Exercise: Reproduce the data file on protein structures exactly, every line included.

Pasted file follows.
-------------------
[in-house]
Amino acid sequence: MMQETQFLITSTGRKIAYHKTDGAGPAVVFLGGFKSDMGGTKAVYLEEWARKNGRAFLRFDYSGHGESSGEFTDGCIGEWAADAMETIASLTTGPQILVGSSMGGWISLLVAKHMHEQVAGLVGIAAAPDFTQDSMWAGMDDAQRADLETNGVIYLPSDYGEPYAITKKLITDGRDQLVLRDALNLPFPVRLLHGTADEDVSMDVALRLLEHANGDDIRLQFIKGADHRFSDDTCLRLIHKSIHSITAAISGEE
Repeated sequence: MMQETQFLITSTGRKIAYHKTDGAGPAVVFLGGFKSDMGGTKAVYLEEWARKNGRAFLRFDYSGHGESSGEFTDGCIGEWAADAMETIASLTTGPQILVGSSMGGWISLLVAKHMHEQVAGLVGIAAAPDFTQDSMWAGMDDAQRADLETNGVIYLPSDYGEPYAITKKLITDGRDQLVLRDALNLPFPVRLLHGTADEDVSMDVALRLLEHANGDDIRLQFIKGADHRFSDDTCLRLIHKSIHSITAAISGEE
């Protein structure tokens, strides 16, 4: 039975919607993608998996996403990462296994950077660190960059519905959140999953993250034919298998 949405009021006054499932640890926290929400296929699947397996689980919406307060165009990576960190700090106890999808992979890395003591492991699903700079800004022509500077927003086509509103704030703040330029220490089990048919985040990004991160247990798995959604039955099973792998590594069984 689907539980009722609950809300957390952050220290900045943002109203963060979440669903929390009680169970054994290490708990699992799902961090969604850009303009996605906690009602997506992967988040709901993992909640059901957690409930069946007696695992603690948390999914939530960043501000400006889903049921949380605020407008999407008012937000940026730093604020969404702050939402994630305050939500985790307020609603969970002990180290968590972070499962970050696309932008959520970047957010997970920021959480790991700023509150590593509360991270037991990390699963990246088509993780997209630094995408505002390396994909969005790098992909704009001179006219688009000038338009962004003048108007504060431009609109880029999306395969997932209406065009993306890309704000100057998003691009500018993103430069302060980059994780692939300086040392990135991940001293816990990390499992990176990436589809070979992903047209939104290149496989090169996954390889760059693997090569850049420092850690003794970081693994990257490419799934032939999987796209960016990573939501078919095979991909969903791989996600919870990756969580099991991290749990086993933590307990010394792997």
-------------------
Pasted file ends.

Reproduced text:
[in-house]
Amino acid sequence: MMQETQFLITSTGRKIAYHKTDGAGPAVVFLGGFKSDMGGTKAVYLEEWARKNGRAFLRFDYSGHGESSGEFTDGCIGEWAADAMETIASLTTGPQILVGSSMGGWISLLVAKHMHEQVAGLVGIAAAPDFTQDSMWAGMDDAQRADLETNGVIYLPSDYGEPYAITKKLITDGRDQLVLRDALNLPFPVRLLHGTADEDVSMDVALRLLEHANGDDIRLQFIKGADHRFSDDTCLRLIHKSIHSITAAISGEE
Repeated sequence: MMQETQFLITSTGRKIAYHKTDGAGPAVVFLGGFKSDMGGTKAVYLEEWARKNGRAFLRFDYSGHGESSGEFTDGCIGEWAADAMETIASLTTGPQILVGSSMGGWISLLVAKHMHEQVAGLVGIAAAPDFTQDSMWAGMDDAQRADLETNGVIYLPSDYGEPYAITKKLITDGRDQLVLRDALNLPFPVRLLHGTADEDVSMDVALRLLEHANGDDIRLQFIKGADHRFSDDTCLRLIHKSIHSITAAISGEE
């Protein structure tokens, strides 16, 4: 039975919607993608998996996403990462296994950077660190960059519905959140999953993250034919298998 949405009021006054499932640890926290929400296929699947397996689980919406307060165009990576960190700090106890999808992979890395003591492991699903700079800004022509500077927003086509509103704030703040330029220490089990048919985040990004991160247990798995959604039955099973792998590594069984 689907539980009722609950809300957390952050220290900045943002109203963060979440669903929390009680169970054994290490708990699992799902961090969604850009303009996605906690009602997506992967988040709901993992909640059901957690409930069946007696695992603690948390999914939530960043501000400006889903049921949380605020407008999407008012937000940026730093604020969404702050939402994630305050939500985790307020609603969970002990180290968590972070499962970050696309932008959520970047957010997970920021959480790991700023509150590593509360991270037991990390699963990246088509993780997209630094995408505002390396994909969005790098992909704009001179006219688009000038338009962004003048108007504060431009609109880029999306395969997932209406065009993306890309704000100057998003691009500018993103430069302060980059994780692939300086040392990135991940001293816990990390499992990176990436589809070979992903047209939104290149496989090169996954390889760059693997090569850049420092850690003794970081693994990257490419799934032939999987796209960016990573939501078919095979991909969903791989996600919870990756969580099991991290749990086993933590307990010394792997």